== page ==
Posts Tagged ‘strangle’


October 31, 2020

We were all suckered in by the myth that America joined Britain in WWII to ‘Save Western Democracy’. Instead it appears that America was suckered into Pearl Harbour by the KGB — which wanted to release Russia’s Manchurian army to save Moscow from the Nazis — which it did.

What America really wanted to do was make vast amounts of money out of that world war, as it had out of the first, by picking both Britain’s and Russia’s pockets. Which it did. How else did America emerge so humungously rich from that war, and Britain so raggedly poor? Britain was still paying off its war debts to the US (for the First WW!) as late as 2015 whilst America’s total Marshall Aid Plan to Britain, so much trumpeted, amounted to barely one per cent of Britain’s losses. And at Bretton Woods in 1944 America forced Britain to give up Imperial Preferences, the basis of its economic success in the 1930s. It’s no accident that the almighty dollar has ruled the financial world ever since.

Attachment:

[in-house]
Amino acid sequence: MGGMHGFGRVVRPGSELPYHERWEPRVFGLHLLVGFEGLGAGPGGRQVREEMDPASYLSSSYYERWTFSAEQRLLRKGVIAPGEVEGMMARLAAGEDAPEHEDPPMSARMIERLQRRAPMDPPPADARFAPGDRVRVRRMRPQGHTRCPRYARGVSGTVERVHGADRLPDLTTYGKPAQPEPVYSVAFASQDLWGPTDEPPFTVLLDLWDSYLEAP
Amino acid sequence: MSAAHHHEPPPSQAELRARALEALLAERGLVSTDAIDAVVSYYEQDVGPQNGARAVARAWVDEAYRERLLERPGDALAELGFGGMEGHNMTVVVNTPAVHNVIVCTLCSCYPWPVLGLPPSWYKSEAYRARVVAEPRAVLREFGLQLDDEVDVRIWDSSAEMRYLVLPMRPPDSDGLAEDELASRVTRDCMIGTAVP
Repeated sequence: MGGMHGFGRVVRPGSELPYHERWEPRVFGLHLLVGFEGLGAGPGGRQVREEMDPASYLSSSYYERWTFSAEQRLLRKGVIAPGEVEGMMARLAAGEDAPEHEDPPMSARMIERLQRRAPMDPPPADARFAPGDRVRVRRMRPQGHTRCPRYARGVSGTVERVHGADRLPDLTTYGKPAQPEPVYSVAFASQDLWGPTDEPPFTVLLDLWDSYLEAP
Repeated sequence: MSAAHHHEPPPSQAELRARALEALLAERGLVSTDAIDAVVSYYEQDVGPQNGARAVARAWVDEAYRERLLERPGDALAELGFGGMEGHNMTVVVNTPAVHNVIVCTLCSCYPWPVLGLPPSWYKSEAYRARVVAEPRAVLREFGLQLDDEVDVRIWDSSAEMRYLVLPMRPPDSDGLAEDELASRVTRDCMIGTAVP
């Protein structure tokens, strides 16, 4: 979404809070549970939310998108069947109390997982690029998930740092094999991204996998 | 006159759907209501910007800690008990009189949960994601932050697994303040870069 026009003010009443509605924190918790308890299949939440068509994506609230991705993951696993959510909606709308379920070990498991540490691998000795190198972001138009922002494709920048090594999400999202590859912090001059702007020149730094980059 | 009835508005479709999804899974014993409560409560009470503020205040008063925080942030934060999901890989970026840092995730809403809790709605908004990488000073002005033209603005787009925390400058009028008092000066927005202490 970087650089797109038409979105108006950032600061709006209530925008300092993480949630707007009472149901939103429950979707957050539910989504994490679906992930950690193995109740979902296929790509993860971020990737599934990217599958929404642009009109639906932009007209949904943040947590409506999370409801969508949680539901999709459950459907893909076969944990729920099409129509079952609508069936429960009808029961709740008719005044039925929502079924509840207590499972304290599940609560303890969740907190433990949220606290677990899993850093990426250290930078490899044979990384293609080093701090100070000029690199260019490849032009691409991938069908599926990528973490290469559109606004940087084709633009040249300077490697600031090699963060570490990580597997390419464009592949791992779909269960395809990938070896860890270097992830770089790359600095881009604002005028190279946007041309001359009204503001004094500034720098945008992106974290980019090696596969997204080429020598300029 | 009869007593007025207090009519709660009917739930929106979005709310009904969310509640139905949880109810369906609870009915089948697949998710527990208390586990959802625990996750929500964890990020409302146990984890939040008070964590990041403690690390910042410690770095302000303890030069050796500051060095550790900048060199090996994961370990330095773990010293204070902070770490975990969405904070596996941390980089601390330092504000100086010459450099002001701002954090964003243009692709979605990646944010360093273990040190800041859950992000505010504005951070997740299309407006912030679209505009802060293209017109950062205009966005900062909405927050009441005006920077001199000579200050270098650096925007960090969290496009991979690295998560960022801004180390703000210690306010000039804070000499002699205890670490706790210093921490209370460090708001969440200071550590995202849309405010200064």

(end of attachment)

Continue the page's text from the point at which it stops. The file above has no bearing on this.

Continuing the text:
Then America shamelessly picked Britain’s brains to become, what it certainly was not before — an industrial superpower. Amongst many other gems, it got its hands on: the Cavity Magnetron, the Atomic Bomb, Anti-biotics, the jet engine, solid-state amplifiers (which led to the transistor), Electronic computing, Operational Research, sophisticated Code-breaking, the Proximity fuse, Asymmetric gears…… All Britain asked in return. was the Nordern bombsight — which Roosevelt personally refused to them for what he said were “political reasons”.

In 1946 the US passed The McMahon Act, depriving Britain of access to the atomic bomb — which Britain had largely taught the Americans how to build. It was a foul act of treachery, though we couldn’t say so at the time, which left Western Europe at the mercy of Stalin’s vast tank army poised on the plains of Germany, and of America’s goodwill. So poor Britain had to hastily cobble together a deterrent of its own.

When I was researching The Battle of the Atlantic for my forthcoming book about that titanic encounter (“Strangle“) I became more and more puzzled by the US Navy’s enigmatic role in it. One could even ask whose side they were on. Roosevelt’s stooge, and head of the USN, the incompetent Admiral Ernest J King, made no bones about hating the British, and without reason or warning pulled his forces out of the North Atlantic just as the crux of the battle was approaching. There is still much to ponder on here.